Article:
Preparing to write this, I reread some older material from the Acquisition Directorate and was surprised to find that my long held assumption that the Coast Guard would be building OPCs at a rate of three a year (since that was the rate we had built the 210s they are replacing) is not the case. The plan as expressed in the CG9 Newsletter for Oct/Nov 09 by Captain Brian Perkins was to build only two ships a year.
Plus, the same newsletter notes, the OPC program is linked to the NSC program in that it will not be started until after the last NSC is contracted.
As we have discussed the progress on the National Security Cutter Program has been slow. In the nine years since the ships were ordered, only two ships have been delivered and a third is building. Instead of seeing one new ship a year as might have been expected, there was an almost two year gap between the Bertholf and the Waesche, another almost two year gap between the Waesche and the Stratton, and it looks like an almost three year gap between Stratton and the forth NSC, Hamilton. Assuming that Hamilton is awarded this year (FY 2011) and one a year after that, the eighth and last NSC won’t be awarded until FY 2015 and we probably won’t see it in service until 2019. The first OPC(s) will not be funded until FY2016. The last 210 replacement will be funded in 2023 with deliver not likely until at least 2026 at which time the last 210 will be 57 years old. When the last 270 is replaced, in 2031 it will be 41 years old.
This is a plan for disaster. That our fleet is already in trouble was demonstrated by the difficulties we encountered during the Haiti earthquake relief. How are these same ships going to perform in 10, 15, or 20 years.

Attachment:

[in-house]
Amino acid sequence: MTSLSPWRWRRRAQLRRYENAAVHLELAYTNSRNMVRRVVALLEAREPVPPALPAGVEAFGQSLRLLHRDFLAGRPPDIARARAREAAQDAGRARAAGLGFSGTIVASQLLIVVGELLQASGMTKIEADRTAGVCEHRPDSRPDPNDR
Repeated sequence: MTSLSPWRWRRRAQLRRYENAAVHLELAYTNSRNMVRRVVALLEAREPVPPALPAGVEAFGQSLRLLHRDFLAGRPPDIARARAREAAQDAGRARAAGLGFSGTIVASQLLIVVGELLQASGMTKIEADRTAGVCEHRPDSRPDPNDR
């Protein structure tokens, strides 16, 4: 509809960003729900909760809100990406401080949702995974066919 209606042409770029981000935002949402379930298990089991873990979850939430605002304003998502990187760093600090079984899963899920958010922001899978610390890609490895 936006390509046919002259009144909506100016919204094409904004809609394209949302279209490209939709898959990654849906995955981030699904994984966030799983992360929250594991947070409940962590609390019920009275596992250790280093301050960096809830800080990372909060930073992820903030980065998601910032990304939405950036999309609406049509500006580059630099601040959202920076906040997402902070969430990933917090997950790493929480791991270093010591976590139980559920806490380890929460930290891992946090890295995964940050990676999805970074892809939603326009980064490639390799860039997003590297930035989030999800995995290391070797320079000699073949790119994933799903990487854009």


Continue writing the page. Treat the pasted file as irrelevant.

There has got to be a better way.
First it surely isn’t necessary to take four years to make a decision on the OPC design. Its been discussed and mulled over for years. Might it not be possible to truncate the NSC program at six ships, fund the first OPCs in FY2014 and build them at the rate of three or four a year? And rather than multicrew the NSCs, increase the OPC program by six to provide one for one replacements for the 378s for a total of 6 NSCs and 31 OPCs. That still leaves us four ships short of where we are now, but a lot closer than the eight ships short currently planned.
Because the OPCs are considerably smaller than the NSC and made in greater quantity, they are potentially much cheaper while providing nearly all the capability of an NSC or 378. We are typically spending around $600M per NSC. I’ve heard that the Acquisitions Directorate expects to keep the costs for the OPC around $200M/ship. The ship I think they should build would be a bit more, because it would have added value for national defense, but building three or even four instead of one NSC is not a huge increase in the total Coast Guard budget and will save money in the long run.
The OPCs will have a smaller crew than the NSCs and a much smaller crew than the 378s. The crew may even be smaller than that on the 270s. They are also likely to be much cheaper to maintain than the legacy ships. The sooner we get them in the fleet, the more we will save in manning and maintenance.
If we truncate the NSC program at 6 and begin the OPC program in FY 2014, funding three ships a year, we will have the 33 new ships currently planned by 2025, six years ahead of the current plan, and the entire program, including four additional ships, will be finished by early 2027.
If instead, in 2014 we began funding four ships a year, we would have our 33 new ships finished early in 2024, seven years ahead of the current plan and the the entire program would be completed in early 2025. Still a long way away, but better than the current plan. If we did that, the last 210 to be replace will only be 51 years old.